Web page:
In Rural India, Where Rains Pour Down in Buckets,  Water Is Scarce

Gazette Numerical Wizard Bee Sharper Indexes the Numbers that Harper’s Misses

by Bee Sharper


Portion of the water supply in rural India (where 70% of the people live)  that is routinely contaminated with dangerous bacteria — 1/2.

Approximate number of Indian children who die each year of diarrhea or pneumonia caused by toxic water — 600,000.

Year by which it is predicted that India will need to double its current water supply — 2030.

Number of Indians who currently scrounge for water from unproven sources — 100,000,000.

Percentage of the world’s population that lives in India — 16%.

Percentage of the world’s fresh water supply that is available to India — 4%.

Annual rainfall in the small northern Indian town of  Cherrapunji — 4 feet.

Occasional daily rainfall amount during the rainy season — 1 foot.

Factor by which this rainfall exceeds the annual rainfall in Seattle — 12 times.

Number of miles many Cherrapunji women have to walk to bring water to their homes during the dry season — 1+

Number of trips per day required to bring water to the home — 4 to 5.

Number of hours per day that residents have tap water in the city of New Delhi — 2 to 3.

Percentage of New Delhi’s total water output that is lost to leaky pipes and theft — 30% to 70%.

Women Carrying Water from a Community Tap in Cherrapunji.

Reference: New York Times






But the country’s struggle to provide water security to the 2.6 million residents of Meghalaya, blessed with more rain than almost any place, shows that the problems are not all environmental.

Arphisha lives in Sohrarim, a village in Meghalaya, and she must walk a mile during the dry season to the local spring, a trip she makes four to five times a day. Sometimes her husband fetches water in the morning, but mostly the task is left to her. Indeed, fetching water is mostly women’s work in India.

On a recent day, Arphisha, who has only one name, took the family laundry to the spring, which is a pipe set in a cement abutment. While her 2-year-old son, Kevinson, played nearby, Arphisha beat clothes on a cement and stone platform in front of the spring. Her home has electricity several hours a day and heat from a coal stove. But there is no running water. When it rains, she uses a barrel to capture runoff from her roof.

“It’s nice having the sunshine now, but my life is much easier during the monsoon,” she said.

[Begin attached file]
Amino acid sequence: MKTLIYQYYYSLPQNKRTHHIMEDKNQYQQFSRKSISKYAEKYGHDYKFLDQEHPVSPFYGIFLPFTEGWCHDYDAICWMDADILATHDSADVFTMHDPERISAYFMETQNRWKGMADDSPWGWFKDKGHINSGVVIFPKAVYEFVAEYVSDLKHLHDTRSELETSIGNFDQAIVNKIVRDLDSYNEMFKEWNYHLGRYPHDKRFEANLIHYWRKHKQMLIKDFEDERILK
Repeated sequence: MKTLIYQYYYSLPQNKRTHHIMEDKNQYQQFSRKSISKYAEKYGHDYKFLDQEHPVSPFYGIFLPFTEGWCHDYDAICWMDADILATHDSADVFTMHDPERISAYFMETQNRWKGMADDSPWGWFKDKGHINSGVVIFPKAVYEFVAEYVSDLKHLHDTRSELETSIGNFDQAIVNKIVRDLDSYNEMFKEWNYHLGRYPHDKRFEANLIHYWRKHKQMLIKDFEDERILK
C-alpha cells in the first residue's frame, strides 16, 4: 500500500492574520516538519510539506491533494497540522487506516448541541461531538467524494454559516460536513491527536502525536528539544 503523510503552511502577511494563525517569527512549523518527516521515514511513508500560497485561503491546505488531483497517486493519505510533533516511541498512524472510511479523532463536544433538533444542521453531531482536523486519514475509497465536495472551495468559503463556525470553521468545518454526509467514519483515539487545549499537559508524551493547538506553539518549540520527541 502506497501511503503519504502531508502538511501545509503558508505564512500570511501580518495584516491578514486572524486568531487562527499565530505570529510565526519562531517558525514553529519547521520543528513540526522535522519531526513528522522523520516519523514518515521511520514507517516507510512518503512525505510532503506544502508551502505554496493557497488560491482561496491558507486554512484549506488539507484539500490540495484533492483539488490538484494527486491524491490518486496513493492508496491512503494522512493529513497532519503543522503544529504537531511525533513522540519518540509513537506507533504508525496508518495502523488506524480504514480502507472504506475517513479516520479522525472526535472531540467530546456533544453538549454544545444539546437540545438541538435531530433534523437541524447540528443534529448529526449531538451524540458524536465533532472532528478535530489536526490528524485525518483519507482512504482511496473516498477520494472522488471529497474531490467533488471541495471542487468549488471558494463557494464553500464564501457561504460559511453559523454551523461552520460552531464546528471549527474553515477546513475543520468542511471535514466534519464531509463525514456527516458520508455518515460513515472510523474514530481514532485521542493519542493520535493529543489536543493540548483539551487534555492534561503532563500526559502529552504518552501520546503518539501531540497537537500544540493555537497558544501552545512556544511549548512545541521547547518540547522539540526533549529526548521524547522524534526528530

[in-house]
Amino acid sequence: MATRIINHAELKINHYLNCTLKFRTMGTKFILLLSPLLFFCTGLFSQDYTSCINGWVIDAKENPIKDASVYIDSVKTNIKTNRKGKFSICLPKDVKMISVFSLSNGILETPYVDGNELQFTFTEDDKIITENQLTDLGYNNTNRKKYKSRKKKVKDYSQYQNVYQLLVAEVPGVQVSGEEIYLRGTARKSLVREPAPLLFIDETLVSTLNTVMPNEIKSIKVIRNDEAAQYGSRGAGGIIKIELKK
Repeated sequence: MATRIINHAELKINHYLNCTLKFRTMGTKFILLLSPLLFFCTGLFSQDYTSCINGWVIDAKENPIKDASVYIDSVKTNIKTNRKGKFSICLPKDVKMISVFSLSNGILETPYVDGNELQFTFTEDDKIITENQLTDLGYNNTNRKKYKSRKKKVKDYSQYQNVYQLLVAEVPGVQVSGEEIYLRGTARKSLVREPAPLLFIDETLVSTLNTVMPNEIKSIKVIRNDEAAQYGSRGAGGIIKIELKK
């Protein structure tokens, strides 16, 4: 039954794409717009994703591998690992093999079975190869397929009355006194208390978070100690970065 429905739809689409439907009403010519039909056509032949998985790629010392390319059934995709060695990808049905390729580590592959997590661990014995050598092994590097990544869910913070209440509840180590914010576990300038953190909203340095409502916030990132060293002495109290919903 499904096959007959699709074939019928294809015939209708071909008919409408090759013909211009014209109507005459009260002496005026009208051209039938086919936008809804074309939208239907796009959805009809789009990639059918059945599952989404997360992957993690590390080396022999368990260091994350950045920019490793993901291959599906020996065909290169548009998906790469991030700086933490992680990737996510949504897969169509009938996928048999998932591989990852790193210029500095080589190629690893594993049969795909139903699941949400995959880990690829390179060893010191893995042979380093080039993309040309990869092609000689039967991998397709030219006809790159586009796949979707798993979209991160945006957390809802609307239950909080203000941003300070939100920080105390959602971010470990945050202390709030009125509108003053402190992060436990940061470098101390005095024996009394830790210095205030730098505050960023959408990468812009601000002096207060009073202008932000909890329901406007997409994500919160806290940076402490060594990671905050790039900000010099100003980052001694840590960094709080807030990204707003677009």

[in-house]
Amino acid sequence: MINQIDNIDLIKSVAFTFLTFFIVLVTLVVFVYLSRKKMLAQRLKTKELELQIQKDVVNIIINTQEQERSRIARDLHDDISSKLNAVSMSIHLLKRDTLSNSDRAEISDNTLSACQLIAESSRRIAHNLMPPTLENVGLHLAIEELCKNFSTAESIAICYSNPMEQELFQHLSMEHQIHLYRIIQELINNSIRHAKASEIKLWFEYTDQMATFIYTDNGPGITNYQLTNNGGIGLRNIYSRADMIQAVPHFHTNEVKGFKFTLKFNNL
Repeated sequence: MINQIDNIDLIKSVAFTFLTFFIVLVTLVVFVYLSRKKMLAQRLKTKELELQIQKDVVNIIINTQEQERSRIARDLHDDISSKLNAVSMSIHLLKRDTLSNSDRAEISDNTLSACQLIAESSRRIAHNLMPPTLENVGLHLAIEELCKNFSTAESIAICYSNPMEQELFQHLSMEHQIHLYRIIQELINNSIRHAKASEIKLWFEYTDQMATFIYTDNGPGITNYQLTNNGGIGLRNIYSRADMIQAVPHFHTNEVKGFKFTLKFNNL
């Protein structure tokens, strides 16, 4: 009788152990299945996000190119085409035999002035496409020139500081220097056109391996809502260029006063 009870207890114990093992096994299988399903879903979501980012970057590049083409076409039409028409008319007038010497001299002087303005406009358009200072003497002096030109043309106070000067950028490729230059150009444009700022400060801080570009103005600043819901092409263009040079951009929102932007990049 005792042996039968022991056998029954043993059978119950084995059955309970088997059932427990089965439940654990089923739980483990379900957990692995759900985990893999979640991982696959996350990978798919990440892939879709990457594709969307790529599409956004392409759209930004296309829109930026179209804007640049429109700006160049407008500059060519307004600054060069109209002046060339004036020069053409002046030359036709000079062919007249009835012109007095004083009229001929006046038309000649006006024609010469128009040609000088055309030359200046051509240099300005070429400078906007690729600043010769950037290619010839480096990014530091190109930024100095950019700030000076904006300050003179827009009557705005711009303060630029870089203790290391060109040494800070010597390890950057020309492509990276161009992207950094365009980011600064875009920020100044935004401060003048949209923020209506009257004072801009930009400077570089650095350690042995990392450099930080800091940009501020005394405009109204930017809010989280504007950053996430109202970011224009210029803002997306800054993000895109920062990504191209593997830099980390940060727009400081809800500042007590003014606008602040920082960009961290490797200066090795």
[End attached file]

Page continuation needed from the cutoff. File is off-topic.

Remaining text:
Kevinson interrupted her work by bringing her an empty plastic bottle. “Water,” he said. Arphisha bent down, filled the bottle and gave it back to him. “Say, ‘Thank you,’ ” she said. “Say, ‘Thank you.’ ” When he silently drank, turned and went back to playing, Arphisha laughed and shrugged her shoulders.

In the somewhat larger town of Mawmihthied several miles away, Khrawbok, the village headman, walked nearly a mile on a goat path to point out the spring most residents visit to get drinking water. Taps in Mawmihthied have running water for two hours every morning, but the water is not fit to drink.

Khrawbok said that officials would like to provide better water, but that there was no money.

Even in India’s great cities, water problems are endemic, in part because system maintenance is nearly nonexistent. Water plants in New Delhi, for instance, generate far more water per customer than many cities in Europe, but taps in the city operate on average just three hours a day because 30 percent to 70 percent of the water is lost to leaky pipes and theft.

As a result, many residents install pumps to pull as much water out of the pipes as possible. But those pumps also suck contaminants from surrounding soil.

The collective annual costs of pumps and other such measures are three times what the city would need to maintain its water system adequately, said Smita Misra, a senior economist at the World Bank.

“India is lagging far behind the rest of the world in providing water and sanitation both to its rural and urban populations,” Ms. Misra said. “Not one city in India provides water on an all-day, everyday basis.”

And even as towns and cities increase water supplies, most fail to build the far more expensive infrastructure to treat sewage. So as families connect their homes to new water lines and build toilets, many flush the resulting untreated sewage into the nearest creek, making many of the less sophisticated water systems that much more dangerous.

“As drinking water reaches more households, all the resulting sewage has become a huge problem,” said Tatiana Gallego-Lizon, a principal urban development specialist at the Asian Development Bank.

In Meghalaya, efforts to improve the area’s water supply have been stymied by bickering among competing government agencies, said John F. Kharshiing, chairman of the Grand Council of Chiefs of Meghalaya. In one infamous example, the state built a pump near a river to bring water to towns at higher elevations.

“But they didn’t realize that the pump would be underwater during the monsoon,” Mr. Kharshiing said. “So it shorted out that first year, and it’s never been used since.”